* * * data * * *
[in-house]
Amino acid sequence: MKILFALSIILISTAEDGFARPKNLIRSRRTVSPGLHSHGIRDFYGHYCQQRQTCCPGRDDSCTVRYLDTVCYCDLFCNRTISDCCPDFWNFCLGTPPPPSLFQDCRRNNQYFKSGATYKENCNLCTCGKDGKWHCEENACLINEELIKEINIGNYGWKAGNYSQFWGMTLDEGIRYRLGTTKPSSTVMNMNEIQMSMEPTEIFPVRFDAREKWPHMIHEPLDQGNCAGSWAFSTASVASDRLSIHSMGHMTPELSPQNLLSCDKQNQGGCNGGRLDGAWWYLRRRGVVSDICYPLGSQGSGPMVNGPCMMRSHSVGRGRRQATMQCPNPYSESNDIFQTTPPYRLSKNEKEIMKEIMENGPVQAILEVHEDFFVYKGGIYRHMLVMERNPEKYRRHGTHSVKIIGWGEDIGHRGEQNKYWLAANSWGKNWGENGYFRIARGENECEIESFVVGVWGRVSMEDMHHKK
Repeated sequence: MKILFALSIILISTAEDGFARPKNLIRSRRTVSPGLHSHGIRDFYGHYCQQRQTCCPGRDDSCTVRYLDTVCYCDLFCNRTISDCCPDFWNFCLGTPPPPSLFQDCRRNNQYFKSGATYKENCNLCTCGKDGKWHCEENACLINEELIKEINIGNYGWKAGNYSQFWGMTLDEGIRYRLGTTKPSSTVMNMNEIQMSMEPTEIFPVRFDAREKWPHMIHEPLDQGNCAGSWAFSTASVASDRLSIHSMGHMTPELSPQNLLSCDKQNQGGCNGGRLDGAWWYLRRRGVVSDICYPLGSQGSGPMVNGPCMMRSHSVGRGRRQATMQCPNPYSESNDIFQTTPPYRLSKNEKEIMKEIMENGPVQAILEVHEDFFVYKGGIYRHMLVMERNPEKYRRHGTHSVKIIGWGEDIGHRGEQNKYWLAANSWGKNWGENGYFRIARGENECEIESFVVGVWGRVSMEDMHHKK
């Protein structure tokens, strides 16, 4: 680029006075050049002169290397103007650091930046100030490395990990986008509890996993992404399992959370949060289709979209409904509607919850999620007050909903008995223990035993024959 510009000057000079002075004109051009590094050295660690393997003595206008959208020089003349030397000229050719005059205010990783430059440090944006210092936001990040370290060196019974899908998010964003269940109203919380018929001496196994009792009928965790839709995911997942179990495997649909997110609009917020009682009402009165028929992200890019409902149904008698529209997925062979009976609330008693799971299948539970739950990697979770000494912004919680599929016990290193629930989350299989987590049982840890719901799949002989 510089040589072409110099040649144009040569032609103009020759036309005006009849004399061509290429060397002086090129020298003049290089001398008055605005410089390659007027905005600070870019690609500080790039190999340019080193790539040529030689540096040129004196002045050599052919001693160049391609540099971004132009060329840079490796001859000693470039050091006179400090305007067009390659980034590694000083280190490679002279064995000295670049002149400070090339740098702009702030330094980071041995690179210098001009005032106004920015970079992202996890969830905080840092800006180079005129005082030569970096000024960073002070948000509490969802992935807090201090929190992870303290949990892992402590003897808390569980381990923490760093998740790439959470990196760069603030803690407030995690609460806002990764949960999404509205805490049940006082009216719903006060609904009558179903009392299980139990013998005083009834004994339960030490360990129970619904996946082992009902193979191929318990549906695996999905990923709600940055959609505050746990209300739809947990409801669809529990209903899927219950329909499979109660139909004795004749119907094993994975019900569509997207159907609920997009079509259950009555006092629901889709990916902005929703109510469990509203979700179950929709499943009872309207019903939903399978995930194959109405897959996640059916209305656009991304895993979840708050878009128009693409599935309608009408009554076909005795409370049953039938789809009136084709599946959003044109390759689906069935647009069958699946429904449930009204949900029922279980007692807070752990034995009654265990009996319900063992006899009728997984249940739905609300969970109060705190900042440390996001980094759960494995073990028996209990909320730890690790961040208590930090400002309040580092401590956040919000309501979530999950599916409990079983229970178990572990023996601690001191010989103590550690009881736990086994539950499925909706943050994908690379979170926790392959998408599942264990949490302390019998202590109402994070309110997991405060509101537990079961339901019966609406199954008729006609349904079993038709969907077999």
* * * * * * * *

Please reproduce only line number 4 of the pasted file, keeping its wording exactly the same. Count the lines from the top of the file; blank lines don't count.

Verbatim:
């Protein structure tokens, strides 16, 4: 680029006075050049002169290397103007650091930046100030490395990990986008509890996993992404399992959370949060289709979209409904509607919850999620007050909903008995223990035993024959 510009000057000079002075004109051009590094050295660690393997003595206008959208020089003349030397000229050719005059205010990783430059440090944006210092936001990040370290060196019974899908998010964003269940109203919380018929001496196994009792009928965790839709995911997942179990495997649909997110609009917020009682009402009165028929992200890019409902149904008698529209997925062979009976609330008693799971299948539970739950990697979770000494912004919680599929016990290193629930989350299989987590049982840890719901799949002989 510089040589072409110099040649144009040569032609103009020759036309005006009849004399061509290429060397002086090129020298003049290089001398008055605005410089390659007027905005600070870019690609500080790039190999340019080193790539040529030689540096040129004196002045050599052919001693160049391609540099971004132009060329840079490796001859000693470039050091006179400090305007067009390659980034590694000083280190490679002279064995000295670049002149400070090339740098702009702030330094980071041995690179210098001009005032106004920015970079992202996890969830905080840092800006180079005129005082030569970096000024960073002070948000509490969802992935807090201090929190992870303290949990892992402590003897808390569980381990923490760093998740790439959470990196760069603030803690407030995690609460806002990764949960999404509205805490049940006082009216719903006060609904009558179903009392299980139990013998005083009834004994339960030490360990129970619904996946082992009902193979191929318990549906695996999905990923709600940055959609505050746990209300739809947990409801669809529990209903899927219950329909499979109660139909004795004749119907094993994975019900569509997207159907609920997009079509259950009555006092629901889709990916902005929703109510469990509203979700179950929709499943009872309207019903939903399978995930194959109405897959996640059916209305656009991304895993979840708050878009128009693409599935309608009408009554076909005795409370049953039938789809009136084709599946959003044109390759689906069935647009069958699946429904449930009204949900029922279980007692807070752990034995009654265990009996319900063992006899009728997984249940739905609300969970109060705190900042440390996001980094759960494995073990028996209990909320730890690790961040208590930090400002309040580092401590956040919000309501979530999950599916409990079983229970178990572990023996601690001191010989103590550690009881736990086994539950499925909706943050994908690379979170926790392959998408599942264990949490302390019998202590109402994070309110997991405060509101537990079961339901019966609406199954008729006609349904079993038709969907077999």